Foreign Free Riders and the High Price of U.S. Medicines

BMJ 2005; 331; 958-960

4 Pages Posted: 18 May 2013

See all articles by Donald W. Light

Donald W. Light

Rowan University School of Osteopathic Medicine ; Center for Migration and Development; Institute for Advanced Study

Joel Lexchin

York University

Date Written: Oct 22, 2005


The United States government is running a campaign to characterize other industrialized countries as free riding on high U.S. pharmaceutical prices and innovation in new drugs. The campaign is based on the argument that lower prices imposed by price controls in these countries do not pay for research and development costs. Companies allege that Americans have to pay the research costs through higher prices in order to keep supplying the world with new drugs. We can find no evidence to support these and related claims, and we present evidence to the contrary. We also explain why the claims themselves contradict the economic nature of the pharmaceutical industry.

Keywords: health economics, pharmaceutical prices, affordable drugs

Suggested Citation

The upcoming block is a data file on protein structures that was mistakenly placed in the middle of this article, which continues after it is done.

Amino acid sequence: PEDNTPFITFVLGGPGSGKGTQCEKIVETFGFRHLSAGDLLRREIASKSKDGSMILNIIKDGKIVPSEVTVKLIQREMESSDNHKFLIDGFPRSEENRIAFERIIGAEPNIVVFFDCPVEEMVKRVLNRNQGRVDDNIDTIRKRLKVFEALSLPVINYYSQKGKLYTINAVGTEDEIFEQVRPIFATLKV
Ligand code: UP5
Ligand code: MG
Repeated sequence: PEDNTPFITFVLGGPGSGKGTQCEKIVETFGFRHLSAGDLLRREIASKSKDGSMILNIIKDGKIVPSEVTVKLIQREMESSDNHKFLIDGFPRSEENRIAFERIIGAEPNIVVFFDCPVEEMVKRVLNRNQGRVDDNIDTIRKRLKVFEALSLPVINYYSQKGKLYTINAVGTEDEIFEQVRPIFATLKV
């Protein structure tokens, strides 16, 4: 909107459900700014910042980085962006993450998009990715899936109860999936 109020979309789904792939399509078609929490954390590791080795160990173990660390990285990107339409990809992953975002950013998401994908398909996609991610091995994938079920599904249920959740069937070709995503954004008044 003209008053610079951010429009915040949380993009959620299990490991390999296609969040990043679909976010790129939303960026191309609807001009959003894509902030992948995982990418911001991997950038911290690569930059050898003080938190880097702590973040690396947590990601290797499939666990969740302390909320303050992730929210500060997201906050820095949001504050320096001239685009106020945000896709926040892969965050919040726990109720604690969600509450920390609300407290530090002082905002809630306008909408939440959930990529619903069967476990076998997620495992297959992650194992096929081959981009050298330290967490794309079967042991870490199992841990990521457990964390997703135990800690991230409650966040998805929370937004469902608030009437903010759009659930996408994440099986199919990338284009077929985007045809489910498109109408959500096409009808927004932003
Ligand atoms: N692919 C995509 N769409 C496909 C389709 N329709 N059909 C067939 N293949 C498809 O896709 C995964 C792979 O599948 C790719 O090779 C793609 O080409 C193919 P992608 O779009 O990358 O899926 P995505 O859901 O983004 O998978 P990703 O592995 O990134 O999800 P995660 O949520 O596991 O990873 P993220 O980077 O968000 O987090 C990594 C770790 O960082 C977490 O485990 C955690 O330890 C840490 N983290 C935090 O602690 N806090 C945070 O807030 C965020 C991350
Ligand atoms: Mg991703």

Light, Donald W. and Lexchin, Joel, Foreign Free Riders and the High Price of U.S. Medicines (Oct 22, 2005). BMJ 2005; 331; 958-960. Available at SSRN:

Donald W. Light (Contact Author)

Rowan University School of Osteopathic Medicine ( email )

Cherry Hill, NJ 08003
United States
6092160071 (Phone)

Center for Migration and Development ( email )

200 Wallace Hall
Princeton, NJ 08544
United States
6092160071 (Phone)

Institute for Advanced Study ( email )

1 Einstein Drive
Princeton, NJ 08540
United States
(609) 734-8000 (Phone)

Joel Lexchin

York University ( email )

4700 Keele Street
Toronto, Ontario M3J 1P3
+416-736-2100 x 22119 (Phone)
+416-736-5227 (Fax)

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